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Clinical Features and Experimental Models of Cerebral Small Vessel Disease.
Front Aging Neurosci. 2020; 12:109.FA

Abstract

Cerebral small vessel disease (SVD) refers to a group of disease conditions affecting the cerebral small vessels, which include the small arteries, arterioles, capillaries, and postcapillary venules in the brain. SVD is the primary cause of vascular cognitive impairment and gait disturbances in aged people. There are several types of SVD, though arteriolosclerosis, which is mainly associated with hypertension, aging, and diabetes mellitus, and cerebral amyloid angiopathy (CAA) comprise most SVD cases. The pathology of arteriolosclerosis-induced SVD is characterized by fibrinoid necrosis and lipohyalinosis, while CAA-associated SVD is characterized by progressive deposition of amyloid beta (Aβ) protein in the cerebral vessels. Brain magnetic resonance imaging (MRI) has been used for examination of SVD lesions; typical lesions are characterized by white matter hyperintensity, lacunar infarcts, enlargement of perivascular spaces (EPVS), microbleeds, cortical superficial siderosis (cSS), and cortical microinfarcts. The microvascular changes that occur in the small vessels are difficult to identify clearly; however, these consequent image findings can represent the SVD. There are two main strategies for prevention and treatment of SVD, i.e., pharmacotherapy and lifestyle modification. In this review, we discuss clinical features of SVD, experimental models replicating SVD, and treatments to further understand the pathological and clinical features of SVD.

Authors+Show Affiliations

Department of Neurology, Mie University Graduate School of Medicine, Mie University, Tsu, Japan.Department of Neurology, Mie University Graduate School of Medicine, Mie University, Tsu, Japan.Department of Neurology, Mie University Graduate School of Medicine, Mie University, Tsu, Japan.Department of Neurology, Mie University Graduate School of Medicine, Mie University, Tsu, Japan.Department of Neurology, Mie University Graduate School of Medicine, Mie University, Tsu, Japan.

Pub Type(s)

Journal Article
Review

Language

eng

PubMed ID

32431603

Citation

Shindo, Akihiro, et al. "Clinical Features and Experimental Models of Cerebral Small Vessel Disease." Frontiers in Aging Neuroscience, vol. 12, 2020, p. 109.
Shindo A, Ishikawa H, Ii Y, et al. Clinical Features and Experimental Models of Cerebral Small Vessel Disease. Front Aging Neurosci. 2020;12:109.
Shindo, A., Ishikawa, H., Ii, Y., Niwa, A., & Tomimoto, H. (2020). Clinical Features and Experimental Models of Cerebral Small Vessel Disease. Frontiers in Aging Neuroscience, 12, 109. https://doi.org/10.3389/fnagi.2020.00109
Shindo A, et al. Clinical Features and Experimental Models of Cerebral Small Vessel Disease. Front Aging Neurosci. 2020;12:109. PubMed PMID: 32431603.
* Article titles in AMA citation format should be in sentence-case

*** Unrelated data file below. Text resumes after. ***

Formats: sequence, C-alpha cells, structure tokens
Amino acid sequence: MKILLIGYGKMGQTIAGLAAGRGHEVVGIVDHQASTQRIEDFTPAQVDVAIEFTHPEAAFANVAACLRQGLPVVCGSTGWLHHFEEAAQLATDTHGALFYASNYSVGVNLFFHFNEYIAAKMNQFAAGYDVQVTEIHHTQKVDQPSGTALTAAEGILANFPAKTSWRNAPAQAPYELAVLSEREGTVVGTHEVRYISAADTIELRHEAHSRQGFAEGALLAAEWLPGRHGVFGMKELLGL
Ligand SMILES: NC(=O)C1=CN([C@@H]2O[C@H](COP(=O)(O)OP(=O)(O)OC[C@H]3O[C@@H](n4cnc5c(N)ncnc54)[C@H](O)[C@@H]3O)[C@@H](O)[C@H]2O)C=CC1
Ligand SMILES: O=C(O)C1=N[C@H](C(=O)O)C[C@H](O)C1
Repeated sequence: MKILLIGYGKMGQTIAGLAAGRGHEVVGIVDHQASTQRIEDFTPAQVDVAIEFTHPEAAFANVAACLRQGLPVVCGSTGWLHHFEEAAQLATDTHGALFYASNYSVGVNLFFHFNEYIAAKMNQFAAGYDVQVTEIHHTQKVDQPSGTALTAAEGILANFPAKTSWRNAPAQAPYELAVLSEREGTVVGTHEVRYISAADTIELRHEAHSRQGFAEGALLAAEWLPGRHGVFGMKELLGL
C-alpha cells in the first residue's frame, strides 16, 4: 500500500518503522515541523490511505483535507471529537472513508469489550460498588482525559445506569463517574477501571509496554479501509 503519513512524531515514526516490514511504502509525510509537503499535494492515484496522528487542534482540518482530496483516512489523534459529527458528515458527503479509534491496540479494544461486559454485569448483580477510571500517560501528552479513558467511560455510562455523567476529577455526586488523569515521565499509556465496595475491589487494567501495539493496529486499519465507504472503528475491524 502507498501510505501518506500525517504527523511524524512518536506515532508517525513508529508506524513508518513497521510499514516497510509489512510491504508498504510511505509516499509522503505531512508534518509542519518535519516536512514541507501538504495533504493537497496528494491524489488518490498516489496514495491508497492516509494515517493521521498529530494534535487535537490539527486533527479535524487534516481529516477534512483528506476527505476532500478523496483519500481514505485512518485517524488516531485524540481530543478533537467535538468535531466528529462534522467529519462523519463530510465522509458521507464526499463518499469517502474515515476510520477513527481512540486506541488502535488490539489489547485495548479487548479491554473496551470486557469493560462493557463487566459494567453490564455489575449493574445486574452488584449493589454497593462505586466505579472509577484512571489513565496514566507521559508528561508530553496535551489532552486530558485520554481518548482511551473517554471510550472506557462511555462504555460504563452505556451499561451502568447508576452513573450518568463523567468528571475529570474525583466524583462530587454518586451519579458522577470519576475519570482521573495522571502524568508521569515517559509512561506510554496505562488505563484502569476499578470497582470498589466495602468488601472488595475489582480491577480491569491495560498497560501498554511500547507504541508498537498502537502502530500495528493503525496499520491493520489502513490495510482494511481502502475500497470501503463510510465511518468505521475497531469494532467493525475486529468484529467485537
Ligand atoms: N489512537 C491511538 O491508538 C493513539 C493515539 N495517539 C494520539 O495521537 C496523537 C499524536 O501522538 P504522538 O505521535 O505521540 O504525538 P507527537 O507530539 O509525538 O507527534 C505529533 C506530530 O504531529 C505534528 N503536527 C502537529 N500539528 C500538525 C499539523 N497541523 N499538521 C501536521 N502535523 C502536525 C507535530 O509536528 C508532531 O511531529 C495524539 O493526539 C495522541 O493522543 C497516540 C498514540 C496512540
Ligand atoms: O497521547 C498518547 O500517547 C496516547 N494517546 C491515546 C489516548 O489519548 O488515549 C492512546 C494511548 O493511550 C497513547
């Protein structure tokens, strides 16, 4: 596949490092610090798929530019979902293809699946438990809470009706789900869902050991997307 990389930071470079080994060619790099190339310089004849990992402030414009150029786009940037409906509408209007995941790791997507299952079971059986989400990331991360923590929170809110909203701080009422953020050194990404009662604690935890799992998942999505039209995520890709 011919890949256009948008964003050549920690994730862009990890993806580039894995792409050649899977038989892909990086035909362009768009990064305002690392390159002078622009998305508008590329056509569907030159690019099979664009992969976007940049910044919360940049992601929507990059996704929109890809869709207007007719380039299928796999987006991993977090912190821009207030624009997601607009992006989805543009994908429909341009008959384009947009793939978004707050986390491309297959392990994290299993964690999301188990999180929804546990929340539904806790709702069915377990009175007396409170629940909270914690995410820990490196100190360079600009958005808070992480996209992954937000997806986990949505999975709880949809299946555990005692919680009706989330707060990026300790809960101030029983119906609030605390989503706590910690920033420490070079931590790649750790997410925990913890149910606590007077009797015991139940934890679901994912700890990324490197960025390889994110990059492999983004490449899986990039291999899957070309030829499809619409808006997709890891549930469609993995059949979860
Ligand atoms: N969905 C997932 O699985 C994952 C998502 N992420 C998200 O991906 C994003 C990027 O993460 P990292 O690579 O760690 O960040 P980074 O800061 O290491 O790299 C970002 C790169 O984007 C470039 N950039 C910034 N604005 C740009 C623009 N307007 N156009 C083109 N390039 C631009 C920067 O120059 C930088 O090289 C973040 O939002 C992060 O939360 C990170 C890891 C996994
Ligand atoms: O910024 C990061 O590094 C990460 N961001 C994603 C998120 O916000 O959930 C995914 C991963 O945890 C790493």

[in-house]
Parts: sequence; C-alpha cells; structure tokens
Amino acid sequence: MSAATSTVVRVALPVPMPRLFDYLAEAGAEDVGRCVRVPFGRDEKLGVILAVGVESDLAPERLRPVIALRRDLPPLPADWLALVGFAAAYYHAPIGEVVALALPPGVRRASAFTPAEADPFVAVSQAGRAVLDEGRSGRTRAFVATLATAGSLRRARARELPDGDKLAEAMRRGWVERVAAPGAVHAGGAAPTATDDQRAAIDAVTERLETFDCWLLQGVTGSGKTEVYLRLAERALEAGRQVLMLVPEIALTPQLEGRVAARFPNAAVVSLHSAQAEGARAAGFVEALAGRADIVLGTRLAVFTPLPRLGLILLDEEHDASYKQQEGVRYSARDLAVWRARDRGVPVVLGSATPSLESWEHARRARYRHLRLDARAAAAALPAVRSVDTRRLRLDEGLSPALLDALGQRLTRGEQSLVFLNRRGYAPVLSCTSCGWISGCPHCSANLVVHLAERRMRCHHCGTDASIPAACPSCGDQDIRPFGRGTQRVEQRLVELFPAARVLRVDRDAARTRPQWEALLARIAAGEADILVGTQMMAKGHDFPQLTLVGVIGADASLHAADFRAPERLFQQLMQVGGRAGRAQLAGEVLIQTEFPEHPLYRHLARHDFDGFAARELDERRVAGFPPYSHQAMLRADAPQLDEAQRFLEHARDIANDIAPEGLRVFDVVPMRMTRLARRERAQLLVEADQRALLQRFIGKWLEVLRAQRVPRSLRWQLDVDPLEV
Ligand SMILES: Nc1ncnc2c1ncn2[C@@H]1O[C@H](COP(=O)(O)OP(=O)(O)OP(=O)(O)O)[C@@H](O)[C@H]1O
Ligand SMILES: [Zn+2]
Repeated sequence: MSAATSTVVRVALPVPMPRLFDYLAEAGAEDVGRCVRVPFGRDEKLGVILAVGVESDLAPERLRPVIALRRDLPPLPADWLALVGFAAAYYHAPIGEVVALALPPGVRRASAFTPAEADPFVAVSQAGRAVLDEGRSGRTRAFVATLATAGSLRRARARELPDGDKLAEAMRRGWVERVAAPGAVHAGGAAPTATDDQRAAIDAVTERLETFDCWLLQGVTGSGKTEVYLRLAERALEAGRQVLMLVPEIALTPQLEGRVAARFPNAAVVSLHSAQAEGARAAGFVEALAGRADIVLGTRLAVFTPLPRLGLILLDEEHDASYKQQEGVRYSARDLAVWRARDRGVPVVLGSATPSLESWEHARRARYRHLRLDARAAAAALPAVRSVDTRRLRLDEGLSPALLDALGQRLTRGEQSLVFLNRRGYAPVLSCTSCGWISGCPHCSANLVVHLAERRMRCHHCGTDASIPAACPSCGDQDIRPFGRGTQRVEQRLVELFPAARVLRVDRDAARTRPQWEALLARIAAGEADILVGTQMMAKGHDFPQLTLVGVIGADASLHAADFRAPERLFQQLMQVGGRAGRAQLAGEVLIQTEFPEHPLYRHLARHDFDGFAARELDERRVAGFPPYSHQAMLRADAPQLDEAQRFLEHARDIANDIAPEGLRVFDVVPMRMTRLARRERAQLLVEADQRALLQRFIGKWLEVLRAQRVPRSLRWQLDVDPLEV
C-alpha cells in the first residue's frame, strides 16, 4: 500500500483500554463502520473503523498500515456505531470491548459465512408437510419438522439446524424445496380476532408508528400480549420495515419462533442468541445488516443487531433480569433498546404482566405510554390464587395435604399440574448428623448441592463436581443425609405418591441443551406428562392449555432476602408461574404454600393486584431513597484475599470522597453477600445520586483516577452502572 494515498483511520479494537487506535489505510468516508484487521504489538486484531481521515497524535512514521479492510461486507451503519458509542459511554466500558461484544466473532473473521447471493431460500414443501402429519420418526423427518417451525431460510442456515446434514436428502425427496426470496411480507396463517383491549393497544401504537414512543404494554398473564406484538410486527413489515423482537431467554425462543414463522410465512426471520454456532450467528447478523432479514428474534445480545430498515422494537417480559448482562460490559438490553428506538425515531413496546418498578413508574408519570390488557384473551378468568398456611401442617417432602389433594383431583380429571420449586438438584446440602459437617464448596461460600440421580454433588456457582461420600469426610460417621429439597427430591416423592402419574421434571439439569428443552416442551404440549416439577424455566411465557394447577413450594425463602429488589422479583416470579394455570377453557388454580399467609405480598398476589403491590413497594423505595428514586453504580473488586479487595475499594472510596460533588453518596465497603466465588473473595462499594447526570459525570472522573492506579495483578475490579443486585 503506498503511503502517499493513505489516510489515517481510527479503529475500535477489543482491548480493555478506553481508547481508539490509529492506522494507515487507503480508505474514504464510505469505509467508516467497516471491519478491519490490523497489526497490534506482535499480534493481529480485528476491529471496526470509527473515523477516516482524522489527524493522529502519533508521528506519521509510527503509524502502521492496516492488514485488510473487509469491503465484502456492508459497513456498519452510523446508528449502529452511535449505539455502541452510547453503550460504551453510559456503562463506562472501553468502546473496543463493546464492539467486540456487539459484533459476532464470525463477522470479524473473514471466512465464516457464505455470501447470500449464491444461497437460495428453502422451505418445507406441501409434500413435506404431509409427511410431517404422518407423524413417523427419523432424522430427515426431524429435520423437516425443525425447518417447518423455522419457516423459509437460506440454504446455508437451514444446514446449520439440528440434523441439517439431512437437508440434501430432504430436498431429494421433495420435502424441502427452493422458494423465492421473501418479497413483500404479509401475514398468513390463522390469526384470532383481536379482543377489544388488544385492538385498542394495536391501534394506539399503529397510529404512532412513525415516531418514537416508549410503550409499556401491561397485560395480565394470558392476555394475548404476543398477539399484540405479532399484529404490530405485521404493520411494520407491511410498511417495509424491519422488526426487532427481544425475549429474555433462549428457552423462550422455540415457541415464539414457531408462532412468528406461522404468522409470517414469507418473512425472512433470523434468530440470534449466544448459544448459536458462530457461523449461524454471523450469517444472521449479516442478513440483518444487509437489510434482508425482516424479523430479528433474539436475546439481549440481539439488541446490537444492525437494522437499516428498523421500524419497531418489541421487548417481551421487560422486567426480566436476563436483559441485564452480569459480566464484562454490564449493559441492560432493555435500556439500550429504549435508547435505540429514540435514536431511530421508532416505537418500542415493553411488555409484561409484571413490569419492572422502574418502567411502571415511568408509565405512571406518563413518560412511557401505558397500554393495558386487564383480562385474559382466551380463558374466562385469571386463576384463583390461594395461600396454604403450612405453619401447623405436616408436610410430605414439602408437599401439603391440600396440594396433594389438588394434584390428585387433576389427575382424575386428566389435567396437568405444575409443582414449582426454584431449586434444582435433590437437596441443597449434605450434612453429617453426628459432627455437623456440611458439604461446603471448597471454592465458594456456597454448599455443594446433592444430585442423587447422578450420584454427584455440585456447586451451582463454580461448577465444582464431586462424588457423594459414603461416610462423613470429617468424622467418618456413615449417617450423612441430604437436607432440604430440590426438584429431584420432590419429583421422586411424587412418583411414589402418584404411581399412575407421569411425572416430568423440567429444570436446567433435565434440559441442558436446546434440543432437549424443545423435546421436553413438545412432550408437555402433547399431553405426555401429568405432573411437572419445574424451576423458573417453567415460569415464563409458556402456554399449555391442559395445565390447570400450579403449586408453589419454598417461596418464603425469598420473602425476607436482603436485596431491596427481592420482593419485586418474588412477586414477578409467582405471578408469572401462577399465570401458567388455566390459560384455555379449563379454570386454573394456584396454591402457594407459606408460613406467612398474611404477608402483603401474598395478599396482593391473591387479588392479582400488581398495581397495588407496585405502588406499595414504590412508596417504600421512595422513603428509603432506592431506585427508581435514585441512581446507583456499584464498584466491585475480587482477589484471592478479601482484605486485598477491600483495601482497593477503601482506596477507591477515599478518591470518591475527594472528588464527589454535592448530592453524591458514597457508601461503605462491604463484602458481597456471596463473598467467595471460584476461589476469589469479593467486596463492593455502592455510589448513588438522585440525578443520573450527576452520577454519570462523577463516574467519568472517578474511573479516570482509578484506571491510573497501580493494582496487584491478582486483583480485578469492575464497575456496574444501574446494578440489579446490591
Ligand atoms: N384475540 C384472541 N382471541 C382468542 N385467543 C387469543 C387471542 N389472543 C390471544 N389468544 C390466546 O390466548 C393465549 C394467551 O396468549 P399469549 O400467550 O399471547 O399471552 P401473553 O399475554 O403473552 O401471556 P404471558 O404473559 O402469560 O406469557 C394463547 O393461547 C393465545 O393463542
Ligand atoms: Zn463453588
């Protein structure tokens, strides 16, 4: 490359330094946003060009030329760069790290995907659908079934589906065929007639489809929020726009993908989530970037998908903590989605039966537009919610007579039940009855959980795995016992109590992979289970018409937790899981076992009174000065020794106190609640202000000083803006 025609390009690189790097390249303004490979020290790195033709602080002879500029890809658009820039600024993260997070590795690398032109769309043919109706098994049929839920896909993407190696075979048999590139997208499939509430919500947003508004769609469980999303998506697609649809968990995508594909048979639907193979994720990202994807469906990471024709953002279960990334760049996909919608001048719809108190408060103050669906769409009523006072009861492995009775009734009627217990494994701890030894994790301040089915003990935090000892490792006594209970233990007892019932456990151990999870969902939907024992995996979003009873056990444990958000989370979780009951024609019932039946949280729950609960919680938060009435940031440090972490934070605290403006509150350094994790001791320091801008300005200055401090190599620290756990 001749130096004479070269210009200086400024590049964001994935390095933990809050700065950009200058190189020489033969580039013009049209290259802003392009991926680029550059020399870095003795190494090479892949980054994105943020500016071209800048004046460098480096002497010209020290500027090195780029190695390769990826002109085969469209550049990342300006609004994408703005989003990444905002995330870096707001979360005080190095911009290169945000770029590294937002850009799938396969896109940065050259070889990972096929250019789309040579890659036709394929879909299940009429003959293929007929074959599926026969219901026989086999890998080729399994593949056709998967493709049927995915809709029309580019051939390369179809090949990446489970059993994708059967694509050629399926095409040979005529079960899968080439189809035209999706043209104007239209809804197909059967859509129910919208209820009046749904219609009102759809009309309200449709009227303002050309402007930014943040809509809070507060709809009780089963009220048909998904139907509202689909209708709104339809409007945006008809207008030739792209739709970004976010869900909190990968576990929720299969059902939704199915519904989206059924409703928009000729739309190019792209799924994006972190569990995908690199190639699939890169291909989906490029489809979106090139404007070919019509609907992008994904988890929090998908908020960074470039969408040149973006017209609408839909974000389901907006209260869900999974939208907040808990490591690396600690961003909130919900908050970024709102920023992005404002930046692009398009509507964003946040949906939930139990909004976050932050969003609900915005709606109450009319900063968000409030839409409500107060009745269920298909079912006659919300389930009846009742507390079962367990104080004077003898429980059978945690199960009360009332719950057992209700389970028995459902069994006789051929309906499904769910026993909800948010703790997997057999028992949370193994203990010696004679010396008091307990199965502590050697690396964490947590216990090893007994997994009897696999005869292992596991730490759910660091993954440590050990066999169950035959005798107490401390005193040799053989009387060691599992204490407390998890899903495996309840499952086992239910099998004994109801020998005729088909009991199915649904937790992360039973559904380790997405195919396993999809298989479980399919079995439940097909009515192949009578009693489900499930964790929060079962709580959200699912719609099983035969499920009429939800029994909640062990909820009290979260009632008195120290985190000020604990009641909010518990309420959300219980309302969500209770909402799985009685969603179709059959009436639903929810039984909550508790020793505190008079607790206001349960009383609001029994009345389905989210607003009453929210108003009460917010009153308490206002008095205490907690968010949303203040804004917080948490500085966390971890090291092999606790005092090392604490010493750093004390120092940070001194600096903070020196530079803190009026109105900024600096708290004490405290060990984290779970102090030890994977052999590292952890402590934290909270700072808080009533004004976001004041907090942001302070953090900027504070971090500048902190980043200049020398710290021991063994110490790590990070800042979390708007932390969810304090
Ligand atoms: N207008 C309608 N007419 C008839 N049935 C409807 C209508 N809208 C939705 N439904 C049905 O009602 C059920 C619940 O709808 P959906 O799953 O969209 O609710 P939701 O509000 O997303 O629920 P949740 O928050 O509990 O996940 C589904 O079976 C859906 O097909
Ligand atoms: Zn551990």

TY - JOUR T1 - Clinical Features and Experimental Models of Cerebral Small Vessel Disease. AU - Shindo,Akihiro, AU - Ishikawa,Hidehiro, AU - Ii,Yuichiro, AU - Niwa,Atsushi, AU - Tomimoto,Hidekazu, Y1 - 2020/05/05/ PY - 2020/01/22/received PY - 2020/03/30/accepted PY - 2020/5/21/entrez PY - 2020/5/21/pubmed PY - 2020/5/21/medline KW - Alzheimer’s disease KW - blood-brain barrier KW - lacuna KW - neurovascular unit KW - white matter SP - 109 EP - 109 JF - Frontiers in aging neuroscience JO - Front Aging Neurosci VL - 12 N2 - Cerebral small vessel disease (SVD) refers to a group of disease conditions affecting the cerebral small vessels, which include the small arteries, arterioles, capillaries, and postcapillary venules in the brain. SVD is the primary cause of vascular cognitive impairment and gait disturbances in aged people. There are several types of SVD, though arteriolosclerosis, which is mainly associated with hypertension, aging, and diabetes mellitus, and cerebral amyloid angiopathy (CAA) comprise most SVD cases. The pathology of arteriolosclerosis-induced SVD is characterized by fibrinoid necrosis and lipohyalinosis, while CAA-associated SVD is characterized by progressive deposition of amyloid beta (Aβ) protein in the cerebral vessels. Brain magnetic resonance imaging (MRI) has been used for examination of SVD lesions; typical lesions are characterized by white matter hyperintensity, lacunar infarcts, enlargement of perivascular spaces (EPVS), microbleeds, cortical superficial siderosis (cSS), and cortical microinfarcts. The microvascular changes that occur in the small vessels are difficult to identify clearly; however, these consequent image findings can represent the SVD. There are two main strategies for prevention and treatment of SVD, i.e., pharmacotherapy and lifestyle modification. In this review, we discuss clinical features of SVD, experimental models replicating SVD, and treatments to further understand the pathological and clinical features of SVD. SN - 1663-4365 UR - https://www.unboundmedicine.com/medline/citation/32431603/Clinical_Features_and_Experimental_Models_of_Cerebral_Small_Vessel_Disease L2 - https://doi.org/10.3389/fnagi.2020.00109 DB - PRIME DP - Unbound Medicine ER -
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